Open Science Tools Ltd.

Scientists, making better open tools, for scientists.

Our mission

To facilitate and promote Open Science with high-quality, minimal-cost tools.

We aim to do this by the following principles:

  1. Maintaining open practices and code ourselves, wherever feasible
  2. Generating sufficient revenue to allow our tools to be professionally maintained
  3. Doing right by our staff, by being a respectful and thoughtful employer
  4. Doing right by contributors to our open source code, by valuing their contributions and time
  5. Doing right by the larger community by creating high-quality, affordable tools, and nurturing a helpful, inclusive culture


PsychoJS is the JavaScript port of the PsychoPy library. The idea behind PsychoJS is to make PsychoPy experiments available online, from a web page, so participants can run them on any device equipped with a web browser such as desktops, laptops, or tablets.

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Running Implicit Association test on pavlovia is like:

  • Open Science Framework, except built with Git version control
  • GitHub for psychologists, except other psychologists will find your work
  • An experiment server, allowing you to run your study. Actually, it isn't a bit like that. It is exactly that!

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About us

Like our users, the team at Open Science Tools are nearly all active scientists, from a wide range of fields, and come from all over the world.


Jon Peirce
Dr. Jonathan Peirce
Founder and CEO
Jon's background is visual neuroscience but he's increasingly known more for his methodological contributions.
He is the creator and maintainer of PsychoPy, and has been the driving force behind PsychoJS and as well.
Michael MacAskill
Dr. Michael MacAskill
Founding Director
Director of Research at New Zealand Brain Research Institute, and Senior Research Fellow at University of Otago, with a background in the impact of neurological disease on eye-movements.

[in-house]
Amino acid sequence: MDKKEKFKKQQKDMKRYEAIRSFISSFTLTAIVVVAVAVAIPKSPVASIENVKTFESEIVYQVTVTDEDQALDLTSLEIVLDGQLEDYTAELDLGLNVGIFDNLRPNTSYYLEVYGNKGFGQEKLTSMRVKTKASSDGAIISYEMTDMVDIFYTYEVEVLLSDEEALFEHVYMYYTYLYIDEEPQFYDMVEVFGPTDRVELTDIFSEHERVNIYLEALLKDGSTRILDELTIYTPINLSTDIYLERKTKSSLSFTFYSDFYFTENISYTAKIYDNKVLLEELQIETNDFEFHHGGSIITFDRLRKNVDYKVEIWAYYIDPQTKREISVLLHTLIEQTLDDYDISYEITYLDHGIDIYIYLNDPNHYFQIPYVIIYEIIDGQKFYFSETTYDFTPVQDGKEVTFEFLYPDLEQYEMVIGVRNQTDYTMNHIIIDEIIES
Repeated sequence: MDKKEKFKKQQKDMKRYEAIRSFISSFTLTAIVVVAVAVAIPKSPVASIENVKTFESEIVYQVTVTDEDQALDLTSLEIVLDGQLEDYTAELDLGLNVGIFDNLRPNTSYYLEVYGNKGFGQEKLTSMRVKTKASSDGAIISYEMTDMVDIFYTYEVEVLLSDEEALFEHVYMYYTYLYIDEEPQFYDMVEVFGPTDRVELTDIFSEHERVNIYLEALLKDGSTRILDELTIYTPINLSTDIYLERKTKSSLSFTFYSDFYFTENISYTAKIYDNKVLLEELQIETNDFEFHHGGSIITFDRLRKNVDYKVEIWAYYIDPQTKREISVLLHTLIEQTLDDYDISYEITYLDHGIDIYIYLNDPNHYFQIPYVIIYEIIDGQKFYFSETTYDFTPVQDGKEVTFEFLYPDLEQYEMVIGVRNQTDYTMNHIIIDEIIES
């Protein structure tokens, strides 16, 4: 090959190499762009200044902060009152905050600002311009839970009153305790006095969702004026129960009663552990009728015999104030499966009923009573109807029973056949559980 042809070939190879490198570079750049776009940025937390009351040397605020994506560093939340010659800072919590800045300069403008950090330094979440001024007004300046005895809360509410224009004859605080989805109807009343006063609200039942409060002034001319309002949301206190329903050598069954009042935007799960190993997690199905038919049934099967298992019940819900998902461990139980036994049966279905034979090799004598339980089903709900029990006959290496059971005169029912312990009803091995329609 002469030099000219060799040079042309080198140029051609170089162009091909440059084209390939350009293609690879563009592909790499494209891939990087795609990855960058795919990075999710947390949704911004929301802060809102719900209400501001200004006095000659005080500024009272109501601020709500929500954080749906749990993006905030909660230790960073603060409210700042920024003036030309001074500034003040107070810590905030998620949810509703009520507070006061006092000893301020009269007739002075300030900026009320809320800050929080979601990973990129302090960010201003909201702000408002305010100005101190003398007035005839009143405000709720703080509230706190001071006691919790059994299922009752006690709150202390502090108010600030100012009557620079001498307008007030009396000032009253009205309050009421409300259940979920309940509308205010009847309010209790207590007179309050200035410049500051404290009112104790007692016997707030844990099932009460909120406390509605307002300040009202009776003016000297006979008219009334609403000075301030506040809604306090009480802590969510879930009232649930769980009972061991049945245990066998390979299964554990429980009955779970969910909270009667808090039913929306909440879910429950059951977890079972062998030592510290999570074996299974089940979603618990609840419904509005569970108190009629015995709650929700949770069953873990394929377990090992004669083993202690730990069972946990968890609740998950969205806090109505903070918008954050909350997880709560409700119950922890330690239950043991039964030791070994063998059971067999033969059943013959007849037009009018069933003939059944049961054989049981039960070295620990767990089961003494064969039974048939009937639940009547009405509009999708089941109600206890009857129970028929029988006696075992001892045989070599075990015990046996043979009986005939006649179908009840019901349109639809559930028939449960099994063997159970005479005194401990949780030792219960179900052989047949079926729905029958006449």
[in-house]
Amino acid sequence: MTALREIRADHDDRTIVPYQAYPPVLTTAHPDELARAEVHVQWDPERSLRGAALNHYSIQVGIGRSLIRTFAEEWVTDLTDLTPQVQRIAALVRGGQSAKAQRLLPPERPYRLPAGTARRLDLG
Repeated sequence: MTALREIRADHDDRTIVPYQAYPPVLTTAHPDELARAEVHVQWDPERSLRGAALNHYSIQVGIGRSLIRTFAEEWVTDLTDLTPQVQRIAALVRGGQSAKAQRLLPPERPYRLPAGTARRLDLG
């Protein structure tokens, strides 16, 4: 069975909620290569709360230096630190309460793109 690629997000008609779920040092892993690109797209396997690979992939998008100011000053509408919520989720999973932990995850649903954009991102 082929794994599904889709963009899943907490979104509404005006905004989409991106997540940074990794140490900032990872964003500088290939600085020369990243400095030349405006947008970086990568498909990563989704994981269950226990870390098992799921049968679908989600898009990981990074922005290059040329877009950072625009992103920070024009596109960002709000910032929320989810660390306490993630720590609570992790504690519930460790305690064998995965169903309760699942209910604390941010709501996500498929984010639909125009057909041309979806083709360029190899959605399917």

Mike is one of the early adopters and contributors to PsychoPy and one of the busiest supporters on the forum.


The shareholders have all contributed substantially to one or more of our projects. Mostly their time has been volunteered in evenings and weekends on tops of their 'regular' jobs.

Alain Pitiot
Dr. Alain Pitiot
Co-Director of Ilixa Ltd., affiliated researcher at the Ludwig Boltzmann Institute.
Alain wrote the new PsychoJS library and the platform.
David Bridges
Dr. David Bridges
Full-time developer for the project, with a background in Psychology.
David is one of the highest contributors to both the PsychoPy codebase and the forum.
Erik Kastman
Research software developer at Harvard University
Erik has been a long-standing contributor to PsychoPy, both in terms of code and support.
Francois Morvillier
Francois Morvillier
Co-Director of Ilixa Ltd. and professional software developer.
Francois co-wrote with Alain the first iteration of PsychoJS.
Dr. Hiroyuki Sogo
Associate professor at Ehime University, Japan.
As well as translating the entire PsychoPy application into Japanese, Hiroyuki has made a number of contritutions to the PsychoPy codebase and wrote his own Tobii Python library.
Jonas Lindeløv
Assistant Professor at University of Aalborg, Denmark. Basic and clinical research in cognitive neuroscience.
He was an early adopter of PsychoPy. Jonas contributed a number of important changes to the code, teaching materials, and workshops.
Dr. Jeremy Gray
VP, Research and Development at and former professor in Psychology at Yale and Michigan State.
Jeremy was one of the earliest and most prolific contributors to PsychoPy before leaving academia to work with
Richard Höchenberger
Dr. Richard Höchenberger
Research engineer and scientific programmer at Inria Saclay – Île-de-France.
Richard is a prolific contributor to PsychoPy and has worked on nearly all parts of its code as well as his own libraries.
Sol Simpson
Director of LabHackers and iSolver Software Solutions Ltd, Canada.
Sol has contributed to several areas of PsychoPy, mainly the infamous iohub module.
Matthew Cutone
PhD candidate at York University, Canada.
As well as his many contributions to PsychoPy, Matthew wrote the PsychXR Python interface to Oculus Rift.